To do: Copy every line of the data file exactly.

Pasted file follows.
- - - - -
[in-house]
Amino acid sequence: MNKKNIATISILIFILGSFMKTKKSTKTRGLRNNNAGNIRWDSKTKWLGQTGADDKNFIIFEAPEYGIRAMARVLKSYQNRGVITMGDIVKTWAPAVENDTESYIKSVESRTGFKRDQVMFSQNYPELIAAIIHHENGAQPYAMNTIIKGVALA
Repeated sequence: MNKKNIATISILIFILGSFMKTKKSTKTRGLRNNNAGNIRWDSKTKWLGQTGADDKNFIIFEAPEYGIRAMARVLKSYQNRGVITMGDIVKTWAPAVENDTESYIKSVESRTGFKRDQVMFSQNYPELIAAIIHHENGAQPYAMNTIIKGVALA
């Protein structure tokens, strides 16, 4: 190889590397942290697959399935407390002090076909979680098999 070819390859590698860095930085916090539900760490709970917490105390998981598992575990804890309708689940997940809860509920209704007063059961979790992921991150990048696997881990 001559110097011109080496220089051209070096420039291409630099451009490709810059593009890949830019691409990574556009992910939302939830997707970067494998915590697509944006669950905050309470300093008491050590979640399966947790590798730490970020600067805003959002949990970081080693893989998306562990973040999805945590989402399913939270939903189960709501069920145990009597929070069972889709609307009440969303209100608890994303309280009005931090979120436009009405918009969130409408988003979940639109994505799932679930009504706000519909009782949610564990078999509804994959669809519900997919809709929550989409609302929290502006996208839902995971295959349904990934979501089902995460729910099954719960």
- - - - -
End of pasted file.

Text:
[in-house]
Amino acid sequence: MNKKNIATISILIFILGSFMKTKKSTKTRGLRNNNAGNIRWDSKTKWLGQTGADDKNFIIFEAPEYGIRAMARVLKSYQNRGVITMGDIVKTWAPAVENDTESYIKSVESRTGFKRDQVMFSQNYPELIAAIIHHENGAQPYAMNTIIKGVALA
Repeated sequence: MNKKNIATISILIFILGSFMKTKKSTKTRGLRNNNAGNIRWDSKTKWLGQTGADDKNFIIFEAPEYGIRAMARVLKSYQNRGVITMGDIVKTWAPAVENDTESYIKSVESRTGFKRDQVMFSQNYPELIAAIIHHENGAQPYAMNTIIKGVALA
């Protein structure tokens, strides 16, 4: 190889590397942290697959399935407390002090076909979680098999 070819390859590698860095930085916090539900760490709970917490105390998981598992575990804890309708689940997940809860509920209704007063059961979790992921991150990048696997881990 001559110097011109080496220089051209070096420039291409630099451009490709810059593009890949830019691409990574556009992910939302939830997707970067494998915590697509944006669950905050309470300093008491050590979640399966947790590798730490970020600067805003959002949990970081080693893989998306562990973040999805945590989402399913939270939903189960709501069920145990009597929070069972889709609307009440969303209100608890994303309280009005931090979120436009009405918009969130409408988003979940639109994505799932679930009504706000519909009782949610564990078999509804994959669809519900997919809709929550989409609302929290502006996208839902995971295959349904990934979501089902995460729910099954719960």